Tomorrow (25 November) the Chancellor will publish UK government’s spending plans for 2021-22. The stakes could not be higher. Job losses are at their highest since 2009, millions face poverty and individual and corporate debt is ballooning.
We need bold action
But awful as things are, they could be worse. Extending the furlough scheme until the end of March 2021 has bought us time. Time we must use to plan ahead and lay the foundations for something better. Let’s not waste it!
Politicians across the UK will need to take further bold action, to help businesses safeguard jobs and help people with damaged or lost livelihoods to build better ones. Chronic frailties in the finances of businesses and households need addressing. And we have to do all this in a way that kick-starts our rapid transition to an environmentally sustainable and socially just economy.
Co-ops can be pivotal
The evidence is mounting that co-ops can be pivotal in this. The Co-op will come out of this pandemic paying front-line colleagues the Real Living Wage, while doubling the amount it gives to local communities.
Co‑ops raising money through community shares are found to be even more resilient and are democratising local economies. Housing co-ops offer not just lower costs but also unrivalled security and control in private rentals. I could go on.
Only national governments can bring forward the complete policy packages - combining legal processes and specialized finance and support - which elsewhere in the world help people use co-ops to protect livelihoods under threat. It’s also up to national government to ensure co-operative entrepreneurship is an accessible option for all who could benefit. And they can change their enterprise finance schemes to serve the distinct and too often unmet needs of co-ops.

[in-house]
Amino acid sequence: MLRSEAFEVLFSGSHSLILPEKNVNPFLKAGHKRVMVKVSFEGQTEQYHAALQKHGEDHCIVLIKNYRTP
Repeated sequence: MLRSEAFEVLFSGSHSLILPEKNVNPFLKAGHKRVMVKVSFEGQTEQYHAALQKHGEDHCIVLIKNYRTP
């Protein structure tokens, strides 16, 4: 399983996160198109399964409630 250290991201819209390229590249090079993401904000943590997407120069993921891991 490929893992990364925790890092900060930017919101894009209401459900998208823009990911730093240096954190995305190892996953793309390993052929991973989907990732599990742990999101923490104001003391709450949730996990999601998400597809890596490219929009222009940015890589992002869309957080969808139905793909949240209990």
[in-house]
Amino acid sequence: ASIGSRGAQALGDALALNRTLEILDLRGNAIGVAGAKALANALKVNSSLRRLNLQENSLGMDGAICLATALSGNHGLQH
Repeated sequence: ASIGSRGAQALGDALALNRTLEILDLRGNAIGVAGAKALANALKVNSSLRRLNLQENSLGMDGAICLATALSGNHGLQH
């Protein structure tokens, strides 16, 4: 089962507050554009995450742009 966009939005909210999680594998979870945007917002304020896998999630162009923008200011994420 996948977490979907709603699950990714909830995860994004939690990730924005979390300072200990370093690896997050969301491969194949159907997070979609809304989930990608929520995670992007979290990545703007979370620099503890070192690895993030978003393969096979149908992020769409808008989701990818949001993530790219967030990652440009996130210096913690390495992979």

Scottish and Welsh Governments already support employee buyouts and some aspects of co-op development. Proportionally, Scotland leads the UK in co‑op formation and buyouts, demonstrating that even modest public investment in co-op development makes a significant impact. This is all great on its own terms. But given how pivotal co‑ops could be, the case for doing more is compelling.
It’s local government, including city-regions and councils, who are best-placed to lead on co‑op development, in partnership with communities and the co‑op sector. With our support, Sheffield City Region included excellent proposals to support co‑ops in its Covid Recovery Plan. Liverpool and Greater Manchester have similar ambitions. Councils from North Ayrshire to Plymouth are proactively nurturing a new economy. Community wealth building is taking root and in some places, starting to flower.
Hopefully, post-Brexit local development funds, the outlines of which the Chancellor will finally confirm tomorrow, will provide some new resources that local leaders and communities can use to make all this happen.
Co‑operatives UK is gearing up to make some big announcements on co‑op development and city-regional partnerships. With our amazing partners and members, we are bringing real-world solutions to the table. Now it’s up to national governments to permit, empower and, crucially fund, brave local leaders to deliver their plans for a co-operative recovery.
Thank you to our members who support our policy work through membership of Co-operatives UK.